I have always maintained that there should be no drinking age. At all. Period. It was 18 when I was in college and it seems that the increase to 21 was primarily due to alcohol related car accidents. It may be that although we trust a 20 year old to vote for president or carry a weapon in our wars, we cannot trust them to drive and use alcohol. It seems to me that the solution should be based around the item that is easier to control, namely, the car. It is relatively easy for an underage person to get their hands on alcohol. It is comparatively difficult for this same person to get their hands on a car. The real problem seems to be the combination of inexperience at both. Thus, I would much rather have a bunch of 14 year olds drink their faces off behind the school gym and puke until they turn green, because they CAN’T get behind the wheel, unnlike their 16-18 yo brothers. After a few experiments of this nature they’ll get the idea, and hopefully, any social pressure to drink will be gone by the time they can legally get behind the wheel. If you remove the “bad boy image”, they won’t follow. It’s just not cool enough. Heck, if all women were forced by societal norms to always wear gloves, don’t you think Internet porn sites would feature BARE HANDS? Homer says “Hmmmm… nice knuckles… slobber slobber…”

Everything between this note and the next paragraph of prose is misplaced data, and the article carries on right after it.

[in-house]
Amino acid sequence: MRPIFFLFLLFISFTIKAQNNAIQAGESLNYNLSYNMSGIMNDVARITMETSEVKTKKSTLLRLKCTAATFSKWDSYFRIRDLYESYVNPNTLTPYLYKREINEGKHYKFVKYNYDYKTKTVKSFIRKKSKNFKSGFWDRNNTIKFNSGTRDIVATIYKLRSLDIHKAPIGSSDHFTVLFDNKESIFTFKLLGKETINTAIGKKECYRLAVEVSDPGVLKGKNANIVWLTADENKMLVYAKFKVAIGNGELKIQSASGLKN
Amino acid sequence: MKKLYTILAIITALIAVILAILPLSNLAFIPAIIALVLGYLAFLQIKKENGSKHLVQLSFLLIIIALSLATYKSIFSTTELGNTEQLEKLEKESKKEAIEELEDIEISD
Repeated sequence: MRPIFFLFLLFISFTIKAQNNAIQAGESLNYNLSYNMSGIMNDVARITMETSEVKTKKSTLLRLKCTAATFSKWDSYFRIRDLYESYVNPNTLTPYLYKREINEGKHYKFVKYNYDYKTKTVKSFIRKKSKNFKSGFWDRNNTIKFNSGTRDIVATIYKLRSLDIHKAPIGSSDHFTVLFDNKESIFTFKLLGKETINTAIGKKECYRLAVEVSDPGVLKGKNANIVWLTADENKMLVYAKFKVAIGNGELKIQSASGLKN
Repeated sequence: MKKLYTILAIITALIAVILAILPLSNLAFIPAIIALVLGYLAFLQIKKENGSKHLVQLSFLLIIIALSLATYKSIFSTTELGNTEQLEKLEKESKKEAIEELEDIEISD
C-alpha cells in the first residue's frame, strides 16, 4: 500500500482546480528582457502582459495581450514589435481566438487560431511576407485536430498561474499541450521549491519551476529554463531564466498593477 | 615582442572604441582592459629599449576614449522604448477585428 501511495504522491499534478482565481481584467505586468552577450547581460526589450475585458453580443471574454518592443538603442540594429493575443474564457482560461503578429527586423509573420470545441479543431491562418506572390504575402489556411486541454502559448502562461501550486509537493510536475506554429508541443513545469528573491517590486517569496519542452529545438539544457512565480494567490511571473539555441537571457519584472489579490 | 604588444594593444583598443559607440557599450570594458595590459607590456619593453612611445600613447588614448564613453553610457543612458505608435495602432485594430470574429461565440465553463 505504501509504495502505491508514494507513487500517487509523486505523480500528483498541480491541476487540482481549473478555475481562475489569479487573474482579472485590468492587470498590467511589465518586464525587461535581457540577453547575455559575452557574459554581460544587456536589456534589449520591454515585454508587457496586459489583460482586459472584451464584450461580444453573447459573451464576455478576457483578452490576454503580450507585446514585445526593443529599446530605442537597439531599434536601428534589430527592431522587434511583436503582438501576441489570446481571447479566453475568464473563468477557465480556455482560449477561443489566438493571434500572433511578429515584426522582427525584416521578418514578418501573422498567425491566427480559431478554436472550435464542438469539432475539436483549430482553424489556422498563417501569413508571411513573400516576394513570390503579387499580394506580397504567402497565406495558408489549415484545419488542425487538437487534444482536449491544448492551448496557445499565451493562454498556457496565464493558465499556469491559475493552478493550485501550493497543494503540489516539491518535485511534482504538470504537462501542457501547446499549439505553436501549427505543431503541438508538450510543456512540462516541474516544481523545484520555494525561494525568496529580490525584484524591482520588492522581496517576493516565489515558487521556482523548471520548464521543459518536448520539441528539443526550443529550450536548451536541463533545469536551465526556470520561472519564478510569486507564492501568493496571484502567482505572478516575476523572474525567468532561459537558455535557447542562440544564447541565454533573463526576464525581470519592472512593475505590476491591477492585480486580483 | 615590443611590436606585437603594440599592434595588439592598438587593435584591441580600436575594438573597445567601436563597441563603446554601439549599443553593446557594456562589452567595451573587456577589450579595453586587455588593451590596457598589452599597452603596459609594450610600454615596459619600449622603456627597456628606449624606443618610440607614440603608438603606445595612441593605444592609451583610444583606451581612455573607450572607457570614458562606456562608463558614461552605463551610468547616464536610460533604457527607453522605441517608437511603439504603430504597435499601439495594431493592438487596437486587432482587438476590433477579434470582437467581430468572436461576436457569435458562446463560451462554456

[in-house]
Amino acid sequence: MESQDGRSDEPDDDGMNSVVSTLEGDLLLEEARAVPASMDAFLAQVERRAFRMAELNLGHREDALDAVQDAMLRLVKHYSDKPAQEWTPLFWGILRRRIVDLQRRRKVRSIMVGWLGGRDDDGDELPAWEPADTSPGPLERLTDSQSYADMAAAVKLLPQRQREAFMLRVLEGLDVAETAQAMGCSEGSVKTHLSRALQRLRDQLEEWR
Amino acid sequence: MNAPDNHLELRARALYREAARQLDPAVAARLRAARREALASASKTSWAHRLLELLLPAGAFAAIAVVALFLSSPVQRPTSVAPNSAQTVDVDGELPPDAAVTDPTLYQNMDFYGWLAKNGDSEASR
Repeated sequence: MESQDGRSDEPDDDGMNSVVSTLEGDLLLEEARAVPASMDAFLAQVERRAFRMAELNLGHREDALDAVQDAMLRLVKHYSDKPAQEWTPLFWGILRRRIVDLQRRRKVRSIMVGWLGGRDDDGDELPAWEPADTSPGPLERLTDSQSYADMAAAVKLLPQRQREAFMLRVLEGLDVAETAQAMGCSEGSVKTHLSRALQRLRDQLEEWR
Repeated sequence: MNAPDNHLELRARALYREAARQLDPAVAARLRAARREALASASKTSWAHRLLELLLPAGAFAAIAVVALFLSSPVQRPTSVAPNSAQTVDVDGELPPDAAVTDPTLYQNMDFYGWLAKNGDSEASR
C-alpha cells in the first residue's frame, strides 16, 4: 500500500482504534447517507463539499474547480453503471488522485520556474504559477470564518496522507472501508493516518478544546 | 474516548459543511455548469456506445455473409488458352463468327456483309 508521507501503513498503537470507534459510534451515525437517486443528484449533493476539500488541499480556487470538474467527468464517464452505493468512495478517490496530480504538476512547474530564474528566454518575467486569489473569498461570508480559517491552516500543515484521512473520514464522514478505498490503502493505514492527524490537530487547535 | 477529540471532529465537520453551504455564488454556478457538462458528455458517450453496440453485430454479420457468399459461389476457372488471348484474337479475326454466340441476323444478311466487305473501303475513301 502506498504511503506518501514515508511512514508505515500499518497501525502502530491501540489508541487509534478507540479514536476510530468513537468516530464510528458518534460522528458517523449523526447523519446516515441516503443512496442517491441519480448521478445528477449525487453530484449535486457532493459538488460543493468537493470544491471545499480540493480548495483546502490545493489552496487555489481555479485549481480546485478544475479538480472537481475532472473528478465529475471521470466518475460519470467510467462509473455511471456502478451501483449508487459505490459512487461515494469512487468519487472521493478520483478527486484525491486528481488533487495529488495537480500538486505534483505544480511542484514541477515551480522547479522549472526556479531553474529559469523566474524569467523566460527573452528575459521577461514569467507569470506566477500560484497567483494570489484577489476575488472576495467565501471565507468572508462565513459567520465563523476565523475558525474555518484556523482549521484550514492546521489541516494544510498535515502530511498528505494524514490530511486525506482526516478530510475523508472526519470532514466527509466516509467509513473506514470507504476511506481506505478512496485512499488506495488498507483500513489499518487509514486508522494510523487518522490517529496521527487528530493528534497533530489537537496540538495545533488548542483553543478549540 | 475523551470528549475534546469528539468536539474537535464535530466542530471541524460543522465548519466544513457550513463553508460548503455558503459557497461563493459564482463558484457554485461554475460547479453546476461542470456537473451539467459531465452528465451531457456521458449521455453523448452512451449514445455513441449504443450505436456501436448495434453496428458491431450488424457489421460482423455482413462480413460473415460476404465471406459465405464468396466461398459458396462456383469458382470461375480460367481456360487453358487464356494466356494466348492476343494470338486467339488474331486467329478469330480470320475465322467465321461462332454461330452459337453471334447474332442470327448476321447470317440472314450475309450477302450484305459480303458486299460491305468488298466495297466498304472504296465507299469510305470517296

3. Bob is correct.
    Also, a lot of promotional packaging (e.g., world cup, seasonal, etc.) is marketed to distribs as AB or Bud family with family referring to the varieties, not the consumers.